Welcome to our A Random Walk Down Wall Street Book Review. A Random Walk Down Wall Street is a succinct but comprehensive financial guide for the individual investor. It covers everything from history of the markets to portfolio construction.

The book is a mini bible on how to invest in the stock market. It is one the best investing books ever written for new investors.

‘You can do as well as the experts – perhaps even better.’

About the Author Burton Malkiel

Burton G. Malkiel has a wealth of experience in the financial markets. He is the Chemical Bank Chairman’s Professor of Economics Emeritus at Princeton University. Burton is also a former member of the Council of Economic Advisers and Dean of the Yale School of Management. He has also served on the boards of several major corporations, including Vanguard and Prudential Financial, and is currently the chief investment officer of Wealthfront.

What is A Random Walk Down Wall Street about?

The book takes you on a tour through all the key facets of investing, covering both the history of the market and key investment theories. It introduces fundamental and technical analysis, behavioural finance, different investment assets classes, portfolio construction and risk management.

What will you learn from A Random Walk Down Wall Street?

The books give a clear insight into the difference between investing and speculating. It takes you through the history of market bubbles from the Tulip Bulb Craze in the 1700s to more recent bubbles from the 1960s to 2010.

‘It is not hard to make money in the market, what is hard to avoid is the alluring temptation to throw your money on short, bet rich-quick speculative binges.’

It is extremely useful to know what has happened in previous market bubbles. In this way, you can avoid getting caught up in something that could cause substantial financial losses. History tends to repeat itself – especially in the stock market.

‘Unsustainable prices may persist for years, but eventually they reverse themselves. Such reversals coming with the suddenness of an earthquake: the bigger the binge, the great the resulting hangover.’

He introduces both technical and fundamental analysis. While he is not a fan of technical analysis, writing:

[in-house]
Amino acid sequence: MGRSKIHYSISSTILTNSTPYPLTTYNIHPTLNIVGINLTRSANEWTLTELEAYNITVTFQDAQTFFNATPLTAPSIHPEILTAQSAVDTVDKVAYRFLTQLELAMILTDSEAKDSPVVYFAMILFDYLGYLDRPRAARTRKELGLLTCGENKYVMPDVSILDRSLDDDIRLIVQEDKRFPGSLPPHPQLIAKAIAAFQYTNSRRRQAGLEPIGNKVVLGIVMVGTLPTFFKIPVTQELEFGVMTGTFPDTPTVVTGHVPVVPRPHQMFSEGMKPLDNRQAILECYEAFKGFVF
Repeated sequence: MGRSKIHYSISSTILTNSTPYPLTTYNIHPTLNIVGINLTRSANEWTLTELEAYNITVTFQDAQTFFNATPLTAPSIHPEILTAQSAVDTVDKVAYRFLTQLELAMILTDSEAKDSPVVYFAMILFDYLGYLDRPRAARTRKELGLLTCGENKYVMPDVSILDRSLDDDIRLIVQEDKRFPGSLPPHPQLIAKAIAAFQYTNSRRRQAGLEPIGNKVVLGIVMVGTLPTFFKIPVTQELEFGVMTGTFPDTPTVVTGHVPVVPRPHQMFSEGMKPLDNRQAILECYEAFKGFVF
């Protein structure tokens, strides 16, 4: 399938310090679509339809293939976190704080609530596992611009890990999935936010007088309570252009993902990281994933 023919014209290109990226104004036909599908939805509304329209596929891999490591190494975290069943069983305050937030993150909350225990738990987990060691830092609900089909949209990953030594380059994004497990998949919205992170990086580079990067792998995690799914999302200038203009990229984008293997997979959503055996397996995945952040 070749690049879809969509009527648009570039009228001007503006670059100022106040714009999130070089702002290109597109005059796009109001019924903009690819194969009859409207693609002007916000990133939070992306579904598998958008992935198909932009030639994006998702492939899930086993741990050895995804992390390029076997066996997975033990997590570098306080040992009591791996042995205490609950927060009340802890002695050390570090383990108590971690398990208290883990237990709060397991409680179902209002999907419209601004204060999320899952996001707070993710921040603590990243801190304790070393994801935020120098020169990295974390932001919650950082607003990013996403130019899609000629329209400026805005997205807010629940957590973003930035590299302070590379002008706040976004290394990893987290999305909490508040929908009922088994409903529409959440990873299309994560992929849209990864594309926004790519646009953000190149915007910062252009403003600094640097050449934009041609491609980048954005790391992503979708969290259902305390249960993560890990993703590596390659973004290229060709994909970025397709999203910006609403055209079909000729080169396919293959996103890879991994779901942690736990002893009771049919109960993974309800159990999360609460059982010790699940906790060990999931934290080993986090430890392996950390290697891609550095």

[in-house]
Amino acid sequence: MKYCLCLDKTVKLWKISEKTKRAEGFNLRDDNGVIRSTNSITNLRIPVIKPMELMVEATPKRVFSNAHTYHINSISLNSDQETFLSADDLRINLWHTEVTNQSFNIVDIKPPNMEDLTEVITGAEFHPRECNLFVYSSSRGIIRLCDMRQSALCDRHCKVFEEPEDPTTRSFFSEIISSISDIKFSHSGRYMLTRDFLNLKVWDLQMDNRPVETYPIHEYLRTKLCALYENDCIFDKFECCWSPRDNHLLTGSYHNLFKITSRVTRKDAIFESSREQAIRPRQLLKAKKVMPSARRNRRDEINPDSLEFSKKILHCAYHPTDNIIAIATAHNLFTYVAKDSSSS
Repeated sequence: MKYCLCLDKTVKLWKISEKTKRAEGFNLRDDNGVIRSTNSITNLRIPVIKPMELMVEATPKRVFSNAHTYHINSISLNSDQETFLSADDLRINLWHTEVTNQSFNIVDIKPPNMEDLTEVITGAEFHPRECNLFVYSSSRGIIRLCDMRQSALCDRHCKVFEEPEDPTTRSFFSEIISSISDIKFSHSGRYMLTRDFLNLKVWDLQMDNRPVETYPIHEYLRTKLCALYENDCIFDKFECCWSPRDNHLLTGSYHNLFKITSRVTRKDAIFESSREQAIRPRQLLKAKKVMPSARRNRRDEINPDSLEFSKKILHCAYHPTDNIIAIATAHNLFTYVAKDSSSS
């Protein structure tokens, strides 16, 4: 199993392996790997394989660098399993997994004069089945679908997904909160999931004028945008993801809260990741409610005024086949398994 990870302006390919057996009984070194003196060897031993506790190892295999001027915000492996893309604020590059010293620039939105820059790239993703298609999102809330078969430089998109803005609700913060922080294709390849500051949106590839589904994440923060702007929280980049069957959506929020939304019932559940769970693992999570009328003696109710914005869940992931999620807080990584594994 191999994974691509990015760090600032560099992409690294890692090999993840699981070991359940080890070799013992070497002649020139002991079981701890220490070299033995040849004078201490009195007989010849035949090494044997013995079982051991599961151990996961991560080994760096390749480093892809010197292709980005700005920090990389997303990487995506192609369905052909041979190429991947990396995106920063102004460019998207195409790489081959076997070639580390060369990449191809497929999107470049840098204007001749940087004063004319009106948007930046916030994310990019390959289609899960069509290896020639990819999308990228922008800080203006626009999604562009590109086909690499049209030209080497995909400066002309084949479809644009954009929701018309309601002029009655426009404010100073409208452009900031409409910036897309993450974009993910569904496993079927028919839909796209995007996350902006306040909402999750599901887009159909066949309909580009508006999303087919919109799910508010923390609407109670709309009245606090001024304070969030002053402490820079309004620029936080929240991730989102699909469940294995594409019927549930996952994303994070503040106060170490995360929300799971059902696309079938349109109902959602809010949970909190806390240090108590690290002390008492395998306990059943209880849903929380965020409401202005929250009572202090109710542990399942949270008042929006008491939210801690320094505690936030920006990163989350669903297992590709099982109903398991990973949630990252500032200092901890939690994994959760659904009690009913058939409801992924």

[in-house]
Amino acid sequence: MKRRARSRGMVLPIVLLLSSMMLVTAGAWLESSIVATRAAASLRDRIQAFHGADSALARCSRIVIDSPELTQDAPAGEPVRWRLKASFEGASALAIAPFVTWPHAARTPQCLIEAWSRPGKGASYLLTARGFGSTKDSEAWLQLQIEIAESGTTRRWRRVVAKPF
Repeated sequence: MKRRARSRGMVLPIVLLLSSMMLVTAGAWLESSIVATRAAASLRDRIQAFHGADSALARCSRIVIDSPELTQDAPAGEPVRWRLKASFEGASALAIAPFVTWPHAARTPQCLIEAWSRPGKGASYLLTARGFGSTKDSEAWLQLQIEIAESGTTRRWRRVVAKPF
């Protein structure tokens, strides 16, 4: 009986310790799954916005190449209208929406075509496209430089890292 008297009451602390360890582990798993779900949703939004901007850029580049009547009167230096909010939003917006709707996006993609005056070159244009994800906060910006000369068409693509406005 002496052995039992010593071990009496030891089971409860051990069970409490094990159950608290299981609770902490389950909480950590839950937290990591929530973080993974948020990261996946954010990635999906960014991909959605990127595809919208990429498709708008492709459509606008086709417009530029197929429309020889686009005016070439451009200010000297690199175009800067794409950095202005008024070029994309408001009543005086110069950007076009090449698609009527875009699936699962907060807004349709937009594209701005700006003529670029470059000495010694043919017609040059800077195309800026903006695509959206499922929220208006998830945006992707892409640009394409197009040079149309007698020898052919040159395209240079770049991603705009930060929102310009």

‘What are often called persistent patters in the stock market occur no more frequently that the runs of luck in the fortunes of any gambler.’

He still examines both and analyses the positives and negatives and how to use them.

The book will give you a clear understanding of the key investment theories including Modern Portfolio theory, Capital Asset Pricing Model, Smart Beta, Risk Parity and Factor based investing. You will learn how you can use them to create a portfolio and also manage risk in your portfolio.  

Malkiel provides a fascinating introduction to behavioural finance and outlines some of the key behaviours to be aware of, including over-confidence, biased judgements, herd mentality and loss aversion.

‘We are not wired to be successful traders – in investing we are often our worst enemy. An understanding of how vulnerable we are to our own psychology can help us to avoid the stupid investor delusions that can screw up our financial security.’

The book has general investment advice and an introduction to compound interest, inflation, taxes, bonds, REITS and collectable assets such as gold and bitcoin.

You will learn about portfolio construction and management according to your saving plans and risk tolerance. It also covers important factors such as rebalancing, saving, diversification, dollar cost averaging, tax efficiency, options and puts.

‘The harsh truth is that the most important driver in the worth of your asset is how much you save and saving requires discipline’

A Random Walk Down Wall Street Review Conclusion

This book gives you a clear introduction to all the key features you need to consider when investing in the stock market. The author Malkiel has his own distinct views on technical analysis, financial analysts, and index funds but that does not distract from a clear analysis of the key pieces of the investment puzzle.

One of his most famous lines is:

‘a blindfolded chimpanzee throwing darts at the stock listing can select a portfolio that performs as well as those manged by experts.’

Of course, he does not actually advocate such a strategy. It is difficult for actively managed funds to beat the market primarily because of the high expenses and large trading costs that detract from the investment returns.

Instead, he recommends indexing the core of your portfolio. Afterwards, you can try the stock picking game with the money you can afford to put as greater risk.

After reading this book you will be able to make your own educated choices.

BTB Recommendation: – Best for beginners starting out on their investment journey

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